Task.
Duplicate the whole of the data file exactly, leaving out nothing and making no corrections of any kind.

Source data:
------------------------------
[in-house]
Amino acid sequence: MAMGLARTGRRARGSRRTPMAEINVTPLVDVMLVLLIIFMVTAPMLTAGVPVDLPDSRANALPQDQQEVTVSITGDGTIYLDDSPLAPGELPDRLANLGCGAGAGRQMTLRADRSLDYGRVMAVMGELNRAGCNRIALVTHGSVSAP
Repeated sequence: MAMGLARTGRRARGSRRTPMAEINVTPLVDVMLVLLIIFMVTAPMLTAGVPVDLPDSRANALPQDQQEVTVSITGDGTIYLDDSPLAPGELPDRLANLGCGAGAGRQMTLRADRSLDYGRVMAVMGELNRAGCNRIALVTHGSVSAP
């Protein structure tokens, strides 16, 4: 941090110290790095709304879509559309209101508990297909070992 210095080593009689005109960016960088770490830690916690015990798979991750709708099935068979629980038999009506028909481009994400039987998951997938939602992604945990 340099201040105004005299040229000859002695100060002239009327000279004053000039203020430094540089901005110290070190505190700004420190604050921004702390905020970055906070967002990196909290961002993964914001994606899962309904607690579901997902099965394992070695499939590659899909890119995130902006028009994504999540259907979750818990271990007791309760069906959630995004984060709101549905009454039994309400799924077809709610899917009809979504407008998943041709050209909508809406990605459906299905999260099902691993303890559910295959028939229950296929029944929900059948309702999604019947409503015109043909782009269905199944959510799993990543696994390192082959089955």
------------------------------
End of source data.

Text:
[in-house]
Amino acid sequence: MAMGLARTGRRARGSRRTPMAEINVTPLVDVMLVLLIIFMVTAPMLTAGVPVDLPDSRANALPQDQQEVTVSITGDGTIYLDDSPLAPGELPDRLANLGCGAGAGRQMTLRADRSLDYGRVMAVMGELNRAGCNRIALVTHGSVSAP
Repeated sequence: MAMGLARTGRRARGSRRTPMAEINVTPLVDVMLVLLIIFMVTAPMLTAGVPVDLPDSRANALPQDQQEVTVSITGDGTIYLDDSPLAPGELPDRLANLGCGAGAGRQMTLRADRSLDYGRVMAVMGELNRAGCNRIALVTHGSVSAP
């Protein structure tokens, strides 16, 4: 941090110290790095709304879509559309209101508990297909070992 210095080593009689005109960016960088770490830690916690015990798979991750709708099935068979629980038999009506028909481009994400039987998951997938939602992604945990 340099201040105004005299040229000859002695100060002239009327000279004053000039203020430094540089901005110290070190505190700004420190604050921004702390905020970055906070967002990196909290961002993964914001994606899962309904607690579901997902099965394992070695499939590659899909890119995130902006028009994504999540259907979750818990271990007791309760069906959630995004984060709101549905009454039994309400799924077809709610899917009809979504407008998943041709050209909508809406990605459906299905999260099902691993303890559910295959028939229950296929029944929900059948309702999604019947409503015109043909782009269905199944959510799993990543696994390192082959089955």